CGC Comics - The Things You NEED to Know about Certifying Your Comics
What is CGC?
CGC (Comics Guaranty Company) opened it’s doors and graded it’s first comics in early 2000. A highly respected comic dealer, Steve Borock, was hired to be CGC’s first primary grader and unofficial ambassador for certified grading. Prior to CGC, the grading of comic books was left up to the individual dealers and collectors. There was never a consensus on what a grade would be and subsequently, many collectors were taken advantage of, sometimes by unscrupulous comic dealers, other times, the dealers knew less about grading than the collectors did! Nowadays, CGC is a great tool for both dealers and collectors alike. When thousands of dollars are involved, CGC is a great third party arbiter of grade and subsequently of value for comic book transactions. According to Gpanalysis.com, nearly 1 billion dollars worth of CGC graded comics have traded hands since 2002!
What is Restoration and what does CGC have to do with it?
Restoration is any alteration made to a comic book that attempts to improve the appearance of a comic. Examples of restoration include color touch, adding pieces to a comic, spine reinforcement, staple replacement, tear seals and many more. Prior to CGC’s existence, many dealers would not disclose restoration that had been done to a comic prior to it’s sale. When CGC started grading these comics, the collectors were VERY unhappy that their prized possessions had restoration that the dealer had sold them. Many dealers went out of business during those early days due to their customers catching onto their bad business practices.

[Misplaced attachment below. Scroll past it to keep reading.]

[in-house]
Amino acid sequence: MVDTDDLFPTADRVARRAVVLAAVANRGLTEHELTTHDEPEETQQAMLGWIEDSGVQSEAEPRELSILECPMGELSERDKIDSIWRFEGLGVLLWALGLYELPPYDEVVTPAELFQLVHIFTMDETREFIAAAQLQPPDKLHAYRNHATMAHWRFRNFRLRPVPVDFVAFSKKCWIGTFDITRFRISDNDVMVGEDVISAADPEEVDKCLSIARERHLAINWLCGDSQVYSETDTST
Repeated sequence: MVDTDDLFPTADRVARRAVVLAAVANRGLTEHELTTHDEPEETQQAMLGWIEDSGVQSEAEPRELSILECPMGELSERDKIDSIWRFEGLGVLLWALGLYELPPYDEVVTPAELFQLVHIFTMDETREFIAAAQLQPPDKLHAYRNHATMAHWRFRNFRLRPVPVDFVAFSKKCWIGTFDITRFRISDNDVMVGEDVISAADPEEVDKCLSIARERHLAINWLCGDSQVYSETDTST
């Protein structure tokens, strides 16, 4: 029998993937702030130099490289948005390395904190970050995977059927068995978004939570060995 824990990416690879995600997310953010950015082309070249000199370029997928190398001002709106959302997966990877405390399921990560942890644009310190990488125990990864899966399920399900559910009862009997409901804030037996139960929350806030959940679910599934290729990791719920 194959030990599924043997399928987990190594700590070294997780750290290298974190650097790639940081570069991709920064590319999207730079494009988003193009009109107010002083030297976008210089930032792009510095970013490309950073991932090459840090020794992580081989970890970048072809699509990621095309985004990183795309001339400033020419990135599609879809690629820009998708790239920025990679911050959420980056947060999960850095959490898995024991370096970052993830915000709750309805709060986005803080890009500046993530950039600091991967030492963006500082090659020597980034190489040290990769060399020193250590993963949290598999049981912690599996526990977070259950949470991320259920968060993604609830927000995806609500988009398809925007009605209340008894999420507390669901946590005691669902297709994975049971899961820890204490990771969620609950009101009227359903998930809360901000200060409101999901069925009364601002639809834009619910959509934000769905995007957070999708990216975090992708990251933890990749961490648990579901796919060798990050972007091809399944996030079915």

How does CGC grade comic books?
CGC uses a standard 10 point grading scale to grade comic books. They don’t publicly release how they grade their comics, but since they have graded over 5 million comics, there are plenty of examples in different grades to look at their standards. Note, that from 0.5 to 9.0, the grades are in .5 point increments. Then from 9.2 on up to 10.0, they are in .2 or less increments. This is because the value of expensive comics above 9.0 is so dramatic, it was determined that breaking down the grade separation into smaller increments would allow collectors to see the difference between these grades and thus value them accordingly.
10.0 Gem Mint
9.8 Near Mint/Mint
9.6 Near Mint +
9.4 Near Mint
9.2 Near Mint -
9.0 Very Fine/Near Mint
8.5 Very Fine +
8.0 Very Fine
7.5 Very Fine -
7.0 Fine/Very Fine
6.5 Fine +
5.5 Fine -
5.0 Very Good/Fine
4.5 Very Good +
4.0 Very Good
3.5 Very Good -
3.0 Good/Very Good
2.5 Good +
1.8 Good -
How much does CGC grading cost?
CGC’s fees are calculated based on the fair market value of each individual comic. If you have questions, about what your comic might be worth, please view our comic price guide!
|Submission Tier||Max Value||Fee Per book||Turnaround Time|
|Walkthrough||Unlimited||3% of Fair Market Value ($150 Minimum, $5,000 = max)||Same Day|
|Modern (1975 – Current)||$200.00||$20.00||25 Days|
How do you submit your comics to CGC?
- Sign up for Collector’s Society (https://www.cgccomics.com/join/) - Right now, there are 3 separate tiers that you can choose from to sign up with CGC’s Collector’s Society to submit comics without having to attend a show or submit thru an authorized dealer. The cost ranges from $25 up to $299 per year.
- Submit the online form at cgccomics.com/orderform - Once you’ve signed up for the Collector’s Society, you’ll login at cgccomics.com and then go to https://www.cgccomics.com/orderform to fill out your order.